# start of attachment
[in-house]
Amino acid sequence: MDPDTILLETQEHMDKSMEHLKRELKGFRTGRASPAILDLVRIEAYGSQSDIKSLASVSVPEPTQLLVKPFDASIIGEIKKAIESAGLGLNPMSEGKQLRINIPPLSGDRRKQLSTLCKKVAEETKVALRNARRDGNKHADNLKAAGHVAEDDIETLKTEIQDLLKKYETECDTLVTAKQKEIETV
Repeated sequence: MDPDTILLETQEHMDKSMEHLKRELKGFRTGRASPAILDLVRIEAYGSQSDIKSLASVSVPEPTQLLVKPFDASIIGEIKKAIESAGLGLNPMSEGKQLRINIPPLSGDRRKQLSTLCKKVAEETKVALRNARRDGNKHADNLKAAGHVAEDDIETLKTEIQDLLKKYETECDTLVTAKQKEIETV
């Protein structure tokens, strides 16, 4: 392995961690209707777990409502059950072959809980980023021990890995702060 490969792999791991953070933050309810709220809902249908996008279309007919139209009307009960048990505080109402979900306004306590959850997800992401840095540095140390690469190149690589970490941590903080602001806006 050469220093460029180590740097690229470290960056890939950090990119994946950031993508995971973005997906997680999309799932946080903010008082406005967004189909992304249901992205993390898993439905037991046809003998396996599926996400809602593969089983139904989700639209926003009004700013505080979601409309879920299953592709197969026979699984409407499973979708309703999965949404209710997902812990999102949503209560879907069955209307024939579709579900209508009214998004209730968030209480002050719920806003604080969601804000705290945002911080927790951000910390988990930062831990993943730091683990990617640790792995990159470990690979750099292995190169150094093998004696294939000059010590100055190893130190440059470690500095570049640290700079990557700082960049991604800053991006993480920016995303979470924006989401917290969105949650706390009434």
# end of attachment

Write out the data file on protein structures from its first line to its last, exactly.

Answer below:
[in-house]
Amino acid sequence: MDPDTILLETQEHMDKSMEHLKRELKGFRTGRASPAILDLVRIEAYGSQSDIKSLASVSVPEPTQLLVKPFDASIIGEIKKAIESAGLGLNPMSEGKQLRINIPPLSGDRRKQLSTLCKKVAEETKVALRNARRDGNKHADNLKAAGHVAEDDIETLKTEIQDLLKKYETECDTLVTAKQKEIETV
Repeated sequence: MDPDTILLETQEHMDKSMEHLKRELKGFRTGRASPAILDLVRIEAYGSQSDIKSLASVSVPEPTQLLVKPFDASIIGEIKKAIESAGLGLNPMSEGKQLRINIPPLSGDRRKQLSTLCKKVAEETKVALRNARRDGNKHADNLKAAGHVAEDDIETLKTEIQDLLKKYETECDTLVTAKQKEIETV
């Protein structure tokens, strides 16, 4: 392995961690209707777990409502059950072959809980980023021990890995702060 490969792999791991953070933050309810709220809902249908996008279309007919139209009307009960048990505080109402979900306004306590959850997800992401840095540095140390690469190149690589970490941590903080602001806006 050469220093460029180590740097690229470290960056890939950090990119994946950031993508995971973005997906997680999309799932946080903010008082406005967004189909992304249901992205993390898993439905037991046809003998396996599926996400809602593969089983139904989700639209926003009004700013505080979601409309879920299953592709197969026979699984409407499973979708309703999965949404209710997902812990999102949503209560879907069955209307024939579709579900209508009214998004209730968030209480002050719920806003604080969601804000705290945002911080927790951000910390988990930062831990993943730091683990990617640790792995990159470990690979750099292995190169150094093998004696294939000059010590100055190893130190440059470690500095570049640290700079990557700082960049991604800053991006993480920016995303979470924006989401917290969105949650706390009434």